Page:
Ionut Dinca – from teaching to developing a complex software solution | “By growing my experience with real applications, I somehow rethought my teaching method. I went more into the application area.”

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We often meet professionals with inspiring stories and remarkable career paths in the IT world. Among them is Ionut Dinca, senior solution architect in one of the longest-lived projects Roweb, who completely redefined his career, moving from teaching to developing real applications. He shares his experiences and evolution, revealing how he became a part of the Roweb team.

With an experience of over 18 years as a Lecturer at the University of Pitesti, Faculty of Informatics, Ionut Dinca has constantly developed his knowledge in the field of informatics. After graduating from the University, obtaining a master’s degree and a doctorate in 2011, his passion for informatics and pedagogy led him to the position of University Lecturer.

2013 brought a new challenge: he chose to join the Roweb team. Here, he discovered a flexible environment and long-term growth opportunities that convinced him to combine his academic activity with application development at Roweb.

Developing complex software applications and working in a practical environment changed his perspective and directly influenced how he teaches at the University today.

Find out from the interview below what Ionut told us (on & off-record) about:

  • his career path;
  • how he became part of Roweb team;
  • what attracted him the most to the company;
  • what it means to work on a complex and continuously developing software project;
  • how his experience in a dev team influenced his way of teaching;
  • what he likes to do when he’s away from the lines of code;
  • what determines him to remain part of the Roweb team.



First, a teacher and then a senior developer? Or… what is the correct order? πŸ™‚

At least from a chronological point of view, that’s correct, yes πŸ™‚

I have taught for over 18 years at the University of Pitesti – Faculty of Informatics (Computer Science). Since 2004, more precisely.

I am a graduate of the University of Pitesti (here, I also did a master’s degree and then a doctorate in 2011). I was attracted, from the very beginning, by the idea of passing on my knowledge to future generations. So, today I am a Lecturer at the University.

I came to Roweb later. In 2013, we started the collaboration.

My brother, Cornel, was already employed at Roweb. He told me about the company, projects, and people, and I became interested in collaborating with the team here.


The first interaction with Roweb and what attracted you to become part of the team…

Even now, I remember Gabi Rosu calling me, and I went to a meeting where I had a first discussion with him. Both the project and the company seemed very attractive.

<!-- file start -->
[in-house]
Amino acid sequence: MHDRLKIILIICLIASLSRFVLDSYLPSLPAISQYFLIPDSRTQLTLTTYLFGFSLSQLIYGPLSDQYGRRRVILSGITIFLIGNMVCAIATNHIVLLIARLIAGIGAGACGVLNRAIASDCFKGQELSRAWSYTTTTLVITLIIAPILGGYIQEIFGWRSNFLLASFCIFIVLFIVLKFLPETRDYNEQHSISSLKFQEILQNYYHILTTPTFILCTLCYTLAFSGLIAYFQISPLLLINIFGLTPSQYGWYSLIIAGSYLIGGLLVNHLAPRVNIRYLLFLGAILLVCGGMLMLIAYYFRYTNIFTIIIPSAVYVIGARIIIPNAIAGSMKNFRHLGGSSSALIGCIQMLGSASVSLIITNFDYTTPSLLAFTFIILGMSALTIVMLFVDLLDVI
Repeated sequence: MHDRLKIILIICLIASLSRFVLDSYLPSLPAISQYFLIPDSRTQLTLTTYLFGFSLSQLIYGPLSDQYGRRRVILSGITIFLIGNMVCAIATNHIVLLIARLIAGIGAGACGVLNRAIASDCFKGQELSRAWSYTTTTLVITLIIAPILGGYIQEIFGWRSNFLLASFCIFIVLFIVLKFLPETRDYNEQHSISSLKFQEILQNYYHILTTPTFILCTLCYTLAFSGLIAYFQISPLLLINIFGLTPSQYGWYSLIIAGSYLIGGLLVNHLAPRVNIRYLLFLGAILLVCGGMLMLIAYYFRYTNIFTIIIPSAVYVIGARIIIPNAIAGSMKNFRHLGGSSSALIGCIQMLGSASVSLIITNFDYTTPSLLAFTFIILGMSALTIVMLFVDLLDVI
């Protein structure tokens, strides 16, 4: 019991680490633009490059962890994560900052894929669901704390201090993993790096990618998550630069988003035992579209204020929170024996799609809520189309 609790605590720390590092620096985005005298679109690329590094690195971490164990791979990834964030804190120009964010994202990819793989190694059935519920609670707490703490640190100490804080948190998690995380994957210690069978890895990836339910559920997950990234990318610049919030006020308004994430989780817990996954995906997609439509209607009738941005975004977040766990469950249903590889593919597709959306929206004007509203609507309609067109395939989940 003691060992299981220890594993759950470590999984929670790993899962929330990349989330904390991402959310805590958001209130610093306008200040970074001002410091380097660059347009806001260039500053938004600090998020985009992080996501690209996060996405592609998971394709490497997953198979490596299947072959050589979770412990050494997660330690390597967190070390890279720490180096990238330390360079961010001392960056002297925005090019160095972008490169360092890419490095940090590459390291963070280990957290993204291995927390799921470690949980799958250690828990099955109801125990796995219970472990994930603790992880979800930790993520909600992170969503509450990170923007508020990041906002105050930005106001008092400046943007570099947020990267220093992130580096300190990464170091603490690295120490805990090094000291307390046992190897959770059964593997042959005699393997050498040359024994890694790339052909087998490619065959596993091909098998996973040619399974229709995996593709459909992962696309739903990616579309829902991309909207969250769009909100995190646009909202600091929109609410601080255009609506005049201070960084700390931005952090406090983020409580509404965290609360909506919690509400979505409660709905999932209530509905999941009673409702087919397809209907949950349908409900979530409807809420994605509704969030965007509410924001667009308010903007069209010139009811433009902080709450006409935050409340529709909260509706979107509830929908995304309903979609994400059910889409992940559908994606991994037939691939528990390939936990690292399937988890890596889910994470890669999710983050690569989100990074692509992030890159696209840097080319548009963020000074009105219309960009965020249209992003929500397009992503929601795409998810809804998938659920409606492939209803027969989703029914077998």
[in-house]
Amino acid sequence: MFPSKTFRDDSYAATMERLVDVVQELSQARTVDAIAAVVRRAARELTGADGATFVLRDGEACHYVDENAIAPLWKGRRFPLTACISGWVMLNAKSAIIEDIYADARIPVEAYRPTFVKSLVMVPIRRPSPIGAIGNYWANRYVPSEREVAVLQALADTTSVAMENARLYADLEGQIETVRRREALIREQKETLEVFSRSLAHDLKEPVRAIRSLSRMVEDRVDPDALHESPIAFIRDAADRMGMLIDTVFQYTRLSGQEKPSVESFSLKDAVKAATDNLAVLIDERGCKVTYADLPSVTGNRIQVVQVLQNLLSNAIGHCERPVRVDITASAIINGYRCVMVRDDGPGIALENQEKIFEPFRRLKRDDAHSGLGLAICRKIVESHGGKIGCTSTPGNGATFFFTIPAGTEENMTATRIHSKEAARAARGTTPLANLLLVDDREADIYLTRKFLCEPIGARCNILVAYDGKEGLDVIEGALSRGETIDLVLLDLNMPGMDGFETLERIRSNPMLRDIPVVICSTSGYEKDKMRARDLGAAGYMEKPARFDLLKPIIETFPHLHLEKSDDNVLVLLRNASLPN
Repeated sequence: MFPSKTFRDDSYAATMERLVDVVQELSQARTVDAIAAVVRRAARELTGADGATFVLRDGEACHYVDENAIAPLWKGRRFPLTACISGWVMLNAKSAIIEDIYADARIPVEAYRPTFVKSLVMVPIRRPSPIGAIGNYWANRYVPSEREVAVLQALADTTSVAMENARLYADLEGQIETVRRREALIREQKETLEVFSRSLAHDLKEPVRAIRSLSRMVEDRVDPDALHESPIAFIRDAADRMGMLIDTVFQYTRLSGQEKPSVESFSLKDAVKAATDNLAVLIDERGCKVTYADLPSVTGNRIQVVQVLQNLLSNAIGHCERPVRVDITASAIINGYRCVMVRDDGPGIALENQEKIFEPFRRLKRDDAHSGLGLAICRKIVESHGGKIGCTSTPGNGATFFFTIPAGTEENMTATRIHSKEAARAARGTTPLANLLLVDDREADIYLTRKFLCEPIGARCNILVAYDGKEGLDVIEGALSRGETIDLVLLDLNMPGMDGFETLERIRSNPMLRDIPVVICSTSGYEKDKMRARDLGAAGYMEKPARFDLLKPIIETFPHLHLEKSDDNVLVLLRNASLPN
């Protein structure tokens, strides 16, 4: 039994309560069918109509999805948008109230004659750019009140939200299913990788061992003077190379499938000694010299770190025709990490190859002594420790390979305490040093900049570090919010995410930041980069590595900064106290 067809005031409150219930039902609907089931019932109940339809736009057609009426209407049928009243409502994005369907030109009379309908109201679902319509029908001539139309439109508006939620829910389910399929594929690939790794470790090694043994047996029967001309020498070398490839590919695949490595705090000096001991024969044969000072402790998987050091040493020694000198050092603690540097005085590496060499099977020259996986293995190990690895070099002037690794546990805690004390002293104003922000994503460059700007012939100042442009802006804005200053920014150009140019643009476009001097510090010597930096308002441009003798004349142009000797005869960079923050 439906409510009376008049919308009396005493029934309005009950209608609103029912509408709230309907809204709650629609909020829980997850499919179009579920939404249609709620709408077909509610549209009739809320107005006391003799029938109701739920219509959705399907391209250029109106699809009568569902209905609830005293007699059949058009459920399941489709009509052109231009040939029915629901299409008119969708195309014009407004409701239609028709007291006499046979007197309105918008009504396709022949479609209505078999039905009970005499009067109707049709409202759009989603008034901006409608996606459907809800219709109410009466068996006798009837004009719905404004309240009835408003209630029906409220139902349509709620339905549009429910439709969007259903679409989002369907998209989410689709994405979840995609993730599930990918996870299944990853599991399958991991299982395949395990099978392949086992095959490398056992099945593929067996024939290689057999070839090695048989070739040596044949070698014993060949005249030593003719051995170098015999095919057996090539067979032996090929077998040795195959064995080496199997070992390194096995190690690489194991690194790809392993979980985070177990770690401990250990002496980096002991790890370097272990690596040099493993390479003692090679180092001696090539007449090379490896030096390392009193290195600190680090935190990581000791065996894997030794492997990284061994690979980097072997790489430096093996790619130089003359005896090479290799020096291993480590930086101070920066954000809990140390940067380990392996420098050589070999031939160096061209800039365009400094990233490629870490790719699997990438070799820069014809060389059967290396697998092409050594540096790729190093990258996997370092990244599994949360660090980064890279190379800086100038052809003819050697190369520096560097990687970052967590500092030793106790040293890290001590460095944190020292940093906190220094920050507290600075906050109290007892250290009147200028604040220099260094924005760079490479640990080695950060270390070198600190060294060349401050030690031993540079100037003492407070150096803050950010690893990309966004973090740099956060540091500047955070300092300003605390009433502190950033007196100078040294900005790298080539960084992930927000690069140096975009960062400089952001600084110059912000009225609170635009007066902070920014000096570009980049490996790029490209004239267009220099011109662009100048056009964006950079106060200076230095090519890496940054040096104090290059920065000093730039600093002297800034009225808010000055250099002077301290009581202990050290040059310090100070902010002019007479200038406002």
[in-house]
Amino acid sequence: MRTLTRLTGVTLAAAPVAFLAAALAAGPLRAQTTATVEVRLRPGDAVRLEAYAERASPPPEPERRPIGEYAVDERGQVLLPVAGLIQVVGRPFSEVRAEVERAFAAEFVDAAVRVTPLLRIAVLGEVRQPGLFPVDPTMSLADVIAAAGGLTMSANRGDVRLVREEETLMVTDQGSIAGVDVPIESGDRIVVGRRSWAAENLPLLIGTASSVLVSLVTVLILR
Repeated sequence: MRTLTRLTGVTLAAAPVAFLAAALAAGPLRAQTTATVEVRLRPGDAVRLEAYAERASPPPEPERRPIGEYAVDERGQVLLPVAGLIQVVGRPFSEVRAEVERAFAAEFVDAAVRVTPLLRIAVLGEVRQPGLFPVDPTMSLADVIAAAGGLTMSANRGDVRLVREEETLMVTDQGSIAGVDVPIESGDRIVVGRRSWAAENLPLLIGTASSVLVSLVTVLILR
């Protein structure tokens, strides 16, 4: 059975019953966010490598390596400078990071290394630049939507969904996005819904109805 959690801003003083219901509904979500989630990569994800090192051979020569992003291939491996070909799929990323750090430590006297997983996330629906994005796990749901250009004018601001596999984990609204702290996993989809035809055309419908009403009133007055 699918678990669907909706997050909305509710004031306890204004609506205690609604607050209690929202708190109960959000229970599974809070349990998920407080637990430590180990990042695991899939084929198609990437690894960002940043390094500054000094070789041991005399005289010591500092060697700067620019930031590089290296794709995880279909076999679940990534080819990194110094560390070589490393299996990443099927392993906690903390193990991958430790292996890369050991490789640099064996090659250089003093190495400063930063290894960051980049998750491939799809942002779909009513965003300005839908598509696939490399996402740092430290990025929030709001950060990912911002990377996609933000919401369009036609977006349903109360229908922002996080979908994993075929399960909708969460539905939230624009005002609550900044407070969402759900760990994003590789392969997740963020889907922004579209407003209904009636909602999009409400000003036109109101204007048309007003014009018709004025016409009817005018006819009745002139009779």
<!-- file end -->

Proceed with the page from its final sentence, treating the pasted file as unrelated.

In addition, I was also attracted by the fact that it is a local company that came with the flexibility that I need (considering that I wanted to remain a professor at the University).

It complemented, right from the beginning, very nicely with what I was doing as a teacher.

I was involved in some research projects in which I was doing software development and which ended, as a coincidence, right in 2013.

After those projects, I decided to insist more on the practical side of the IT field. I started to like it more and more. In addition, I also dealt with this area during my doctorate. And the research projects came as an additional confirmation.


What project did you start with at Roweb and how did the accommodation phase look (taking into account that you basically went from teaching to development)?

I entered directly on the complex project developed for an international Real Estate company and, since then, I have remained stable on this project for more than 10 years.

I am in charge of the software architecture part. I designed the initial architecture of the system for the application. In addition, I am also the architect of the database. So backend.

In the beginning, until I got used to the system, to the business, I initially worked on small applications. (for example, something related to import-export to get used to their system). After a while, we had to make a rather significant change in the project: the transition from a desktop application – as it was the first time I came to Roweb – developed in WPF to a web version. The change was meaningful at the time. My responsibility was to think of a suitable architecture for the web in the backend area.

Including at the moment we are going with the architecture designed then.


And you chose to remain part of this project because…

I saw the possibility of growth within the project. The management team has a long-term development vision, and I was always able to learn new things. We could use current technologies – which is very important – and the client always wanted long-term growth.

This involved more and more challenges which led to our development from a career point of view: complex projects + current technologies. Now we are with the application on Azure, and we can apply technologies on DevOps.


Even lines of code need to breathe from time to time. So, when you’re not a teacher or part of the team, you like to spend your time the most…

In front of the piano. Or with the guitar. Or the accordion.

Since I was very young, music has attracted me. Whenever I have the opportunity, with my colleagues, family or friends, I take my time and play something for them, I give a small recital πŸ™‚

But I’m not only passionate about the piano. I have also been playing the guitar for many years.

From classical to pop, jazz – I like various styles.

If in IT, my focus was intense on school (both in the learning phase and in the stage of passing on my knowledge to new generations), I was self-taught as far as music is concerned. I learned to play three instruments by myself: piano, guitar and accordion.